Whether you’ve had a mole removed by excision or a surgical shave, your ticket to scar-free skin lies in a simple combination: Rely on the one-two punch of moisturizing the wound and keeping it covered. As you tend to your former mole at home, remember that the best care methods—and those ultimately the most effective at reducing scarring—are those provided by your dermatologist or doctor after mole removal. Always be sure to follow their instructions to a T when your skin is on the road to mole-removal scar recovery.
Your Daily Routine
Your doctor or dermatologist will, of course, send you home with a dressing over your used-to-be-a-mole area, but when it’s your turn to take care of the spot, start by keeping it clean. All you need for this task is a rinse with clean water and gentle soap and a dabbing with a hydrogen peroxide–saturated cotton swab. Once the wound is clean, apply your moisturizing agent and then your covering. Repeat this process at least once per day until the wound heals, to minimize your chances of permanent scarring.
Keeping It Hydrated
Your best bet for keeping a mole-removal wound moisturized is a dab of simple white petroleum jelly. Even if the spot is on an area you’d rather not bandage, keeping the wound covered with petro jelly helps accelerate healing and reduce the potential for scarring. You’ll also need to pay special attention to keeping the spot free from skin-drying sunlight exposure; once the wound has closed and you’re out from under bandages, stay covered with a broad-spectrum sunscreen to reduce your chances of hyperpigmentation and visible scarring.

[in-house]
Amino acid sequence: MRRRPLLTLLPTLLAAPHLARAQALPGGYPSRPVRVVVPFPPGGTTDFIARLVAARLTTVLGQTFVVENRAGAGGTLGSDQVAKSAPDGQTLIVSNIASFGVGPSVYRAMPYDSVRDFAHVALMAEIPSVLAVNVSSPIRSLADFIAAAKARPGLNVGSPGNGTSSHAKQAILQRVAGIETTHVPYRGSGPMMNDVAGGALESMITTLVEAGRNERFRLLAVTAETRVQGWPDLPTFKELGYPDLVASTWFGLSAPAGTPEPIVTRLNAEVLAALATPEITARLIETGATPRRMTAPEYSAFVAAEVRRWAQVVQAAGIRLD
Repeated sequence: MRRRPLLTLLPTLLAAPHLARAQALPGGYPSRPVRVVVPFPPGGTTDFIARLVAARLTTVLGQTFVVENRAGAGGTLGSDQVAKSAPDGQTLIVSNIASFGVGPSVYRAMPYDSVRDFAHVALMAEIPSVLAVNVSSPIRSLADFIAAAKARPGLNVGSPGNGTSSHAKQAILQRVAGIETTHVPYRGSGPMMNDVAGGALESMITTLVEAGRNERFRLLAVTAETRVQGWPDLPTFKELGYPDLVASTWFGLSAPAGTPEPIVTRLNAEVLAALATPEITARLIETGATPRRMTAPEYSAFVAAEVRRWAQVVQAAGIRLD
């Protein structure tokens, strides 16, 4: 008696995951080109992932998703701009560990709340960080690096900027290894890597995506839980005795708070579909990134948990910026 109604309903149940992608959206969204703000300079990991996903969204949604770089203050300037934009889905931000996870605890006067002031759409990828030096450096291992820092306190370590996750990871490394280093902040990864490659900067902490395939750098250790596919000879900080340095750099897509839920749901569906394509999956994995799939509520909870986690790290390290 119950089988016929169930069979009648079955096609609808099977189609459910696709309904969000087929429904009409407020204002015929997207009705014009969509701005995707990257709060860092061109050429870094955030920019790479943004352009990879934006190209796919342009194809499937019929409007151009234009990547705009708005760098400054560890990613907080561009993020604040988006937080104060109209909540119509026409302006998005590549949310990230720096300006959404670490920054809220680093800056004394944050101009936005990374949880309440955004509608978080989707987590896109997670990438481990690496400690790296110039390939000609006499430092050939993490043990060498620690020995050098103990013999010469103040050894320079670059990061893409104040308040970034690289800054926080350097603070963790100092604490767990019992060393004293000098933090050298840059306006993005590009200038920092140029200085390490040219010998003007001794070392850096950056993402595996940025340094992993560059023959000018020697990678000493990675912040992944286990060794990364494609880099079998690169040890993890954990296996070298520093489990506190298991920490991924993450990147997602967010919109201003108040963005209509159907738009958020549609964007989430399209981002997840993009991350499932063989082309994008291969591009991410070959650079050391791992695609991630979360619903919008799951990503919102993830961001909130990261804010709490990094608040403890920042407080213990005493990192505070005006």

Keeping It Covered
A run-of-the-mill adhesive bandage with an antiseptic pad or a sterile strip is plenty sufficient for keeping small mole-removal wounds covered and on their way to healing sans scars. If your skin is sensitive to adhesives, simply use the petroleum jelly to stick a bit of nonadhesive bandage to your healing wound. As a petroleum jelly alternative that also serves as a cover, hydrogel or silicone gel sheets—a proven method for preventing the formation of superficial scars—also do the trick.
Busting Myths and Taking Care
Sketchy tricks and tall tales abound in the world of scar healing—on the road to recovery, it’s important to know what the potholes look like. Pay no heed to those who encourage open-air healing; it’s a myth, and one likely to stretch out your healing time. Don’t bank on the oft-touted vitamin E, either—it may also slow down the healing process. To avoid scar-sparking inflammation, follow these truths: Steer clear of smoking; avoid alcohol, and stay away from any blood-thinning medicine while the mole-removal wound heals.
This article has been reviewed by board-certified dermatologist Dr. Emmy Graber.